A family was squabbling in strained, hushed voices in reception. An obese woman was stretched out on a bench. Peterson pushed ut ogar pushed through swing doors into a dimly lit corridor. Signs in Arabic and English. Oncology and Paediatrics. Not what he was looking for. He took the back stairs, emerged into a corridor. A doctor scurried between trauma patients on trolleys, the adrenaline long-since worn off, leaving him merely exhausted. Peterson hurried past, pushed through double doors into a small room crammed with six beds. He walked the aisle, scanned faces. No sign of Knox. Back along the corridor, into the next ward. Six people here, too, none of them Knox. He continued checking rooms without success, out into a stairwell, up another floor, through swing doors into an identical corridor. A policeman was snoozing on a hard wooden chair outside the nearest room, his head tilted back against the wall. Damn Farooq! But the man was asleep and there was no one else in sight. Peterson approached stealthily, listening intently for any change in the rhythm of his gentle snoring. God was with him and he reached the door without alarm. He opened it quietly, rested it closed behind him.
It was dark inside. He gave his eyes a few seconds to adjust, walked over to the bed. Peterson was a veteran of hospitals. He noted the saline IV drip, the pungent smell of a colloid application. He looked around for Knoxâ€™s clothes, found them folded on a chest of drawers, a small pile of belongings on top, including his camera-phone. He pocketed it, turned, then paused for thought.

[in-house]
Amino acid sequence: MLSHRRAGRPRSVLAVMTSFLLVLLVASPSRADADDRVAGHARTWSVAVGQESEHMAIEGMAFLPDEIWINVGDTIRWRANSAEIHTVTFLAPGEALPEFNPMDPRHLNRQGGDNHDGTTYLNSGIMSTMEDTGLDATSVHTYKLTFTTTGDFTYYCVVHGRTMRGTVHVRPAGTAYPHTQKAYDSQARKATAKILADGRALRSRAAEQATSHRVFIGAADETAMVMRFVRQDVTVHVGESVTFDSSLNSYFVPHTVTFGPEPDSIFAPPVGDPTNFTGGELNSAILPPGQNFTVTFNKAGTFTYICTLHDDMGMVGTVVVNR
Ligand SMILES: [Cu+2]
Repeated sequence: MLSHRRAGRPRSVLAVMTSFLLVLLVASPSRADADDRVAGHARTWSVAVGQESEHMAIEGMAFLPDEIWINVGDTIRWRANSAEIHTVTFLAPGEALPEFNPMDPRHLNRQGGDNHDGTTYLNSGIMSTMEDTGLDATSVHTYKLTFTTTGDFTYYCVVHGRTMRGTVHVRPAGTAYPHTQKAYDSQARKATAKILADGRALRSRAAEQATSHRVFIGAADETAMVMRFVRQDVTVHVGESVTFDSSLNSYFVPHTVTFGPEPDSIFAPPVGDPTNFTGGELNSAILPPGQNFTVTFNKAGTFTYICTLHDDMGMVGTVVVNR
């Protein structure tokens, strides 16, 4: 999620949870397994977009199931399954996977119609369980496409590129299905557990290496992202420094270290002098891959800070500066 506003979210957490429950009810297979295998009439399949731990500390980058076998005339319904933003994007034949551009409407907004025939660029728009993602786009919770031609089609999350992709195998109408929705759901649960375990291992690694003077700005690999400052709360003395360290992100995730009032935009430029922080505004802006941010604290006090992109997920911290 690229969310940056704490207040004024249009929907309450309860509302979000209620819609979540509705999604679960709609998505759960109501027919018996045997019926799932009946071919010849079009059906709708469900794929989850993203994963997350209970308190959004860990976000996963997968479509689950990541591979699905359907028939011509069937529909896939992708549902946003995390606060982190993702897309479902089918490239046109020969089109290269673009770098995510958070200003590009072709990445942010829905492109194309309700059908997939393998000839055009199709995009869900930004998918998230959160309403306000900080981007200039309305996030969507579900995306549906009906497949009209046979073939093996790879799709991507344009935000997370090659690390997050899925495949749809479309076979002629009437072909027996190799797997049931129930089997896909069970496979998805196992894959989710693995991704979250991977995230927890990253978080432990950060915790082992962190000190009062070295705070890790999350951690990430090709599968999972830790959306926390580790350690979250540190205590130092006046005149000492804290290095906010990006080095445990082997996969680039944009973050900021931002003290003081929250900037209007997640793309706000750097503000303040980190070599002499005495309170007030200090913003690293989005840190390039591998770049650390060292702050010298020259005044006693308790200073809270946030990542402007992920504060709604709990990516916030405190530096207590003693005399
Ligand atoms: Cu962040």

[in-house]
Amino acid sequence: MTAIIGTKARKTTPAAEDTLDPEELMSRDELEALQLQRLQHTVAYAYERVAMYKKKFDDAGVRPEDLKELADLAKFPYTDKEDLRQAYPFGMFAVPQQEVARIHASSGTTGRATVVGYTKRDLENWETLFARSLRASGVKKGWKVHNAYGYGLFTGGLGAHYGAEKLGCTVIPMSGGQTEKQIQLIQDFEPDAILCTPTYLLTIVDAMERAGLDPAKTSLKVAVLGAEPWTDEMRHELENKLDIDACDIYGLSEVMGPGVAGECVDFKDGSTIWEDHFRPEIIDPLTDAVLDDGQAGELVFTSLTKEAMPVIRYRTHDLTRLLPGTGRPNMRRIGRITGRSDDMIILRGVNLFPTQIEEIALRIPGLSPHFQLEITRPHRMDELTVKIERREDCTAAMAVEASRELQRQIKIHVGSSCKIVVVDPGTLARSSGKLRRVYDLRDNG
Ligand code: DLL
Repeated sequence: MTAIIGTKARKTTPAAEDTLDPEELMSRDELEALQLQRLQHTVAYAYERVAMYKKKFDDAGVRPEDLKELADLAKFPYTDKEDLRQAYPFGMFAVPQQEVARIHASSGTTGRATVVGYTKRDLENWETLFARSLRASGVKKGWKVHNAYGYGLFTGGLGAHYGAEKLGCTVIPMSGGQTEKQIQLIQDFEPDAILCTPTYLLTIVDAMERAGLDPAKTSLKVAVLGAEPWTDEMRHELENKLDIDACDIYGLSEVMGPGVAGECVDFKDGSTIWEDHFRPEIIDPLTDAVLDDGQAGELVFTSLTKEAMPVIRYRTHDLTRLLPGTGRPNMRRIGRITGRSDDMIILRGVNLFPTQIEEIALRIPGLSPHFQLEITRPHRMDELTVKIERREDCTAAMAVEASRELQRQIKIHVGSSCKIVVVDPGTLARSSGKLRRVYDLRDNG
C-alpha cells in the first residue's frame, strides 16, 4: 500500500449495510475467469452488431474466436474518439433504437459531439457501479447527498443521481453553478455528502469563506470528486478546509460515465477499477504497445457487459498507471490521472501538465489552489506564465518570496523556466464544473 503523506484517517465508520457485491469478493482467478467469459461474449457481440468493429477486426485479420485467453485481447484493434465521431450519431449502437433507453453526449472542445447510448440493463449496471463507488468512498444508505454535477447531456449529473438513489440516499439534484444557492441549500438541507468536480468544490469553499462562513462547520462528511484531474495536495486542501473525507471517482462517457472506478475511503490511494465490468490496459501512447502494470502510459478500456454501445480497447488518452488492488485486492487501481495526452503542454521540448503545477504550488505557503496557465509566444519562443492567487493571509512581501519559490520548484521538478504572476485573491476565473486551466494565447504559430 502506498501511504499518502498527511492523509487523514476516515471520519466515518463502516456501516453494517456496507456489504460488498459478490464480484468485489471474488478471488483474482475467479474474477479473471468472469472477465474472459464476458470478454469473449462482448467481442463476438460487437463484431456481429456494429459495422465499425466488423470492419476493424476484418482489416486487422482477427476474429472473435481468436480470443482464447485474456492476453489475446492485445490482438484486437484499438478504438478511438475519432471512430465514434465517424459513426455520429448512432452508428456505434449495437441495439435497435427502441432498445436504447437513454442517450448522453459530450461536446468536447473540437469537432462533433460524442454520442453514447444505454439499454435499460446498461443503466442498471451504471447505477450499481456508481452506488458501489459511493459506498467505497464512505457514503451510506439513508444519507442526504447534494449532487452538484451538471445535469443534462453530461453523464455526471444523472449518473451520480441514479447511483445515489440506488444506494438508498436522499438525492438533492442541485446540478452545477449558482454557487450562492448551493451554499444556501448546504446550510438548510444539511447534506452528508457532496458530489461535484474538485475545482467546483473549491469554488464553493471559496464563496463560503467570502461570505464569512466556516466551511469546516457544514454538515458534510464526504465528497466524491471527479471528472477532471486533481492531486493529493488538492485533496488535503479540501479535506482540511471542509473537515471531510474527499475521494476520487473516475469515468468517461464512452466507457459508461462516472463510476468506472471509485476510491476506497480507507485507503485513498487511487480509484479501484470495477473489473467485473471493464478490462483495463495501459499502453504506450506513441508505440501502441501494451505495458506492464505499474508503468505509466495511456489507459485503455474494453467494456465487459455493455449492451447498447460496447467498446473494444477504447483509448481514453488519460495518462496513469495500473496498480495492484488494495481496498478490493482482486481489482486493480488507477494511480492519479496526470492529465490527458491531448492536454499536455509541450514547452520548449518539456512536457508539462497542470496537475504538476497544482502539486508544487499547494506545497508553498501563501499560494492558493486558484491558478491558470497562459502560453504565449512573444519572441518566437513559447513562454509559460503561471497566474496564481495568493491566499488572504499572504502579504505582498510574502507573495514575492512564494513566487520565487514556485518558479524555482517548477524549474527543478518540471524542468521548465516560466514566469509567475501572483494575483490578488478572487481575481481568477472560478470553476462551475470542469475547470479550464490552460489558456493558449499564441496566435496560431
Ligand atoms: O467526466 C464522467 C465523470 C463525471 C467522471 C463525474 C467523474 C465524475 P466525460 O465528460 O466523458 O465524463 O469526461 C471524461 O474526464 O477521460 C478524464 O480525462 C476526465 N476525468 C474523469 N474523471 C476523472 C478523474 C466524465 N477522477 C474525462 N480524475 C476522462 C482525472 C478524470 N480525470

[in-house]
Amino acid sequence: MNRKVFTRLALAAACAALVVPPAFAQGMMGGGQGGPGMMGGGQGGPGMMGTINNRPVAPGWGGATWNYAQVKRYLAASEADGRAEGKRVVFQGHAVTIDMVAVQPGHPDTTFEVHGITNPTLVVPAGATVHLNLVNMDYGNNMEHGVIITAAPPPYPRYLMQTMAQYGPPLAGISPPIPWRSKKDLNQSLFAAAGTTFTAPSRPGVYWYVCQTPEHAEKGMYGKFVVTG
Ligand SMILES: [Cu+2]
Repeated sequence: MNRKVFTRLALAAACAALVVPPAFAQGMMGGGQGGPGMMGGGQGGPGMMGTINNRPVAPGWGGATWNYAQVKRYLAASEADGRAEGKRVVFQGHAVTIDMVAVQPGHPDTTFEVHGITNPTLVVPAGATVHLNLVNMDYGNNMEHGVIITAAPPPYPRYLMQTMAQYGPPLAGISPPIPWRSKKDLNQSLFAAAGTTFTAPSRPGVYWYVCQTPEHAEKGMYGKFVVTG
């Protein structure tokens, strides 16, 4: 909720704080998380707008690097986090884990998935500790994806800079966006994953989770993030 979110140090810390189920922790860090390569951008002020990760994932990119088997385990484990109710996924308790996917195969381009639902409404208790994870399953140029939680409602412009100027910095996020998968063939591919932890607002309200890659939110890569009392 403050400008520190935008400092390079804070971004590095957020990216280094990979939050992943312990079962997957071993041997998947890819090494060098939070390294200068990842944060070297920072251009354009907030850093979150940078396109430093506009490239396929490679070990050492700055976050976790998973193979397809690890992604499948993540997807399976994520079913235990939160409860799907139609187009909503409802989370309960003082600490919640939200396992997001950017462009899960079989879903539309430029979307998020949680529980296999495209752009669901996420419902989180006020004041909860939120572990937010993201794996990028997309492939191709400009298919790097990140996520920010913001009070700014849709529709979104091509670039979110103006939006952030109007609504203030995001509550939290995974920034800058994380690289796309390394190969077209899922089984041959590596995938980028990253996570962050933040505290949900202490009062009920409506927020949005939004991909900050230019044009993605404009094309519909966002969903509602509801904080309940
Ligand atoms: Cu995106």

Heâ€™d surely never get a better chance to deal with Knox...
He took a step closer to the bed.
Stafford and Lily were already waiting by the Discoveryâ€™s passenger door when Gaille went out at twelve minutes to five. â€˜Sorry,â€™ she said, holding up Staffordâ€™s book by way of an excuse. â€˜I got carried away.â€™
â€˜It is good, isnâ€™t it?â€™ he nodded.
â€˜The Copper Scroll,â€™ she said as she and Stafford climbed in and Lily went to open the gates. â€˜Thatâ€™s for real, is it?â€™
â€˜Do you imagine Iâ€™m in the habit of populating my books with make-believe artefacts?â€™ he asked sourly. â€˜Go and visit Jordanâ€™s Archaeological Museum if you donâ€™t trust me.â€™
â€˜I didnâ€™t mean for real like that,â€™ said Gaille, gunning the engine a little to warm it up before pulling away. â€˜I mean, how can you be sure itâ€™s not a hoax of some kind?â€™
â€˜Well, itâ€™s certainly not a modern hoax,â€™ he said, as Gaille braked to allow Lily to climb in the back. â€˜Scientific analysis has proved that beyond question. As for an ancient hoax, the Essenes werenâ€™t exactly known for their frivolity, were they? Especially as the copper was over ninety-nine per cent pure â€“ effectively ritually pure; and the Essenes took ritual purity very seriously.â€™